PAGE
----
The heaviest drinking 10 percent of Australians down more than half of all the alcohol consumed in Australia, drinking an average of six standard drinks per day, according to a new study published in the Australian and New Zealand Journal of Public Health. These heavy drinkers are also more likely to consume cheap alcohol, such as beer and cask wine.
The study was led by La Trobe’s Centre for Alcohol Policy and Research (CAPR) and funded by the Foundation for Alcohol Research and Education (FARE).
“We found that the heaviest drinking 10 percent of Australians drink 54.4 percent of all alcohol consumed in Australia,” said lead author Dr. Michael Livingston of La Trobe University in Melbourne.
He added that this group is drinking well above the low-risk drinking guidelines of the National Health and Medical Research Council (NHMRC), “which not only jeopardizes their health, but has negative flow-on effects for families and communities.”
The findings show that heavy drinkers are more likely to be middle-aged men living in rural and regional areas.
“We know that rural areas have disproportionately high levels of consumption and alcohol-related harm compared to metropolitan areas,” said Livingston. “We found that 16 percent of this heavy-drinking subset live in outer regional and remote areas, compared with 10 percent of other drinkers.”
Significantly, cheap alcohol was the standout common factor among Australia’s heaviest drinkers. They were more likely to drink cask wine and beer as their main drinks, and they were more likely to drink at home.
“Surprisingly, we found drinking patterns didn’t correlate strongly with other socio-demographic factors such as employment status and neighbourhood disadvantage,” Livingston said.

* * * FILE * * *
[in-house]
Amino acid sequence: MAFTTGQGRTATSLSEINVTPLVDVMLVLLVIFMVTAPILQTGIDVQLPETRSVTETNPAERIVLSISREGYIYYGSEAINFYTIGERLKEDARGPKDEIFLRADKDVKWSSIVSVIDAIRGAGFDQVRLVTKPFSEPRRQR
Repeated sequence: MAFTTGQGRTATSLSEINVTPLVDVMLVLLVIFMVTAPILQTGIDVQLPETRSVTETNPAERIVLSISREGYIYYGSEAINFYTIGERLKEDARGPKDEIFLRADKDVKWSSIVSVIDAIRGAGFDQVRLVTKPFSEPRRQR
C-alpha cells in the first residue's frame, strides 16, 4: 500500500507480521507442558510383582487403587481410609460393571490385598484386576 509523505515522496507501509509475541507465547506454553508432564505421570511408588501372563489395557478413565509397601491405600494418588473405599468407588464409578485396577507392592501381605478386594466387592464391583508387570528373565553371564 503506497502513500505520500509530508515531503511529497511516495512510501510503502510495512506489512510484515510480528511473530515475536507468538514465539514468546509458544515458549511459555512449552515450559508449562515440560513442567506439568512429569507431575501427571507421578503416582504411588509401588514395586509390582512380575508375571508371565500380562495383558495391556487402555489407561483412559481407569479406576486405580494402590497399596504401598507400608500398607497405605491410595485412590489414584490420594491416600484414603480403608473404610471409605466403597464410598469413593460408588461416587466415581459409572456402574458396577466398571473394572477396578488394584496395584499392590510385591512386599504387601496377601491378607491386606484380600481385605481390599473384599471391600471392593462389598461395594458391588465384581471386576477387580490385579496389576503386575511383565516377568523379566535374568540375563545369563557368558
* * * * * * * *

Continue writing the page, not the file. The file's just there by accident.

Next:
Importantly, the alcohol industry maximizes profits through packaged liquor sales which includes discounting, special offers and other point-of-sale promotions.
“The trend towards packaged liquor sales continues apace, with more than 80 percent of the alcohol consumed in Australia now sold as packaged liquor,” said Michael Thorn, FARE Chief Executive.
Thorn said the superstore model enables chains such as Woolworths to sell as much alcohol as possible, as cheaply as possible, to the most vulnerable people in the country.
“An earlier study found that each additional chain outlet is associated with a 35.3 percent increase in intentional injuries (including assaults, stabbing, or shooting) and a 22 percent increase in unintentional injuries (including falls, crashes, or being struck by an object),” said Thorn.
The new findings further support the government overseeing or considering introducing a floor price on alcohol, which is one of the reforms underway in some areas.
“Clearly government has a responsibility to address the problem of cheap alcohol by fixing the way alcohol is taxed, introducing floor prices and halting the proliferation of harm-causing packaged alcohol sales,” Thorn said.
Data for the study came from the 2016 National Drug Strategy Household Survey and the 2013 International Alcohol Control Study.
Source: La Trobe University